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Nickel-Doped Ceria Nanoparticles: The Effect of Annealing on Room Temperature Ferromagnetism / Joseph Bear, Paul McNaughter, Paul Southern, Paul O’Brien, Charles Dunnill, Charlie Dunnill
Crystals, Volume: 5, Issue: 3, Pages: 312 - 326
Swansea University Author: Charlie Dunnill
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DOI (Published version): 10.3390/cryst5030312
Nickel-doped cerium dioxide nanoparticles exhibit room temperature ferromagnetism due to high oxygen mobility within the doped CeO2 lattice. CeO2 is an excellent doping matrix as it can lose oxygen whilst retaining its structure. This leads to increased oxygen mobility within the fluorite CeO2 latti...
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Nickel-doped cerium dioxide nanoparticles exhibit room temperature ferromagnetism due to high oxygen mobility within the doped CeO2 lattice. CeO2 is an excellent doping matrix as it can lose oxygen whilst retaining its structure. This leads to increased oxygen mobility within the fluorite CeO2 lattice, leading to the formation of Ce3+ and Ce4+ species and hence doped ceria shows a high propensity for numerous catalytic processes. Magnetic ceria are important in several applications from magnetic data storage devices to magnetically recoverable catalysts. We investigate the effect doping nickel into a CeO2 lattice has on the room temperature ferromagnetism in monodisperse cerium dioxide nanoparticles synthesised by the thermal decomposition of cerium(III) and nickel(II) oleate metal organic precursors before and after annealing. The composition of nanoparticles pre- and post-anneal were analysed using: TEM (transmission electron microscopy), XPS (X-ray photoelectron spectroscopy), EDS (energy-dispersive X-ray spectroscopy) and XRD (X-ray diffraction). Optical and magnetic properties were also studied using UV/Visible spectroscopy and SQUID (superconducting interference device) magnetometry respectively.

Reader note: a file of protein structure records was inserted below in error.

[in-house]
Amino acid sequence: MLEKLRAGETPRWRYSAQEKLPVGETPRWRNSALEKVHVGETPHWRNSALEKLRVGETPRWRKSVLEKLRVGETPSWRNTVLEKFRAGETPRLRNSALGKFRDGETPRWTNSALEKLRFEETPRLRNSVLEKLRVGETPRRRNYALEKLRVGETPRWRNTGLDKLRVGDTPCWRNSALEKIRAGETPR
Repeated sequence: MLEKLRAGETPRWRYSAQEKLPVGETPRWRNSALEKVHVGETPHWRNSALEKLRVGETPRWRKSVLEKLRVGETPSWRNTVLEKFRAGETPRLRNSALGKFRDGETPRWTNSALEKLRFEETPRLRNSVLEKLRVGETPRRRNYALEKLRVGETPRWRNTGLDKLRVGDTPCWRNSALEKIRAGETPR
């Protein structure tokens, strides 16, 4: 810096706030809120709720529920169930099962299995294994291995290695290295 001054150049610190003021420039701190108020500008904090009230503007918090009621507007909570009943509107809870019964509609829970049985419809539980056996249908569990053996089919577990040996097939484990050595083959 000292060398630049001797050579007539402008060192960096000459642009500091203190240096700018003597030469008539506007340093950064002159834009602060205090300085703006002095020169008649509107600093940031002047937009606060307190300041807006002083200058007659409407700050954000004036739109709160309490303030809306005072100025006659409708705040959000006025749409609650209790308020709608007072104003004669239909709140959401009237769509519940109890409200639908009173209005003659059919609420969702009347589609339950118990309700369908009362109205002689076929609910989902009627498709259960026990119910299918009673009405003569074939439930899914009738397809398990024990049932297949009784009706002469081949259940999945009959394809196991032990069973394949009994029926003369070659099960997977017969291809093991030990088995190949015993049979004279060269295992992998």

This is an open access article distributed under the Creative Commons Attribution License (CC BY 4.0).
ceria; nickel doping; ferromagnetism; catalysis; nanoparticles
College of Engineering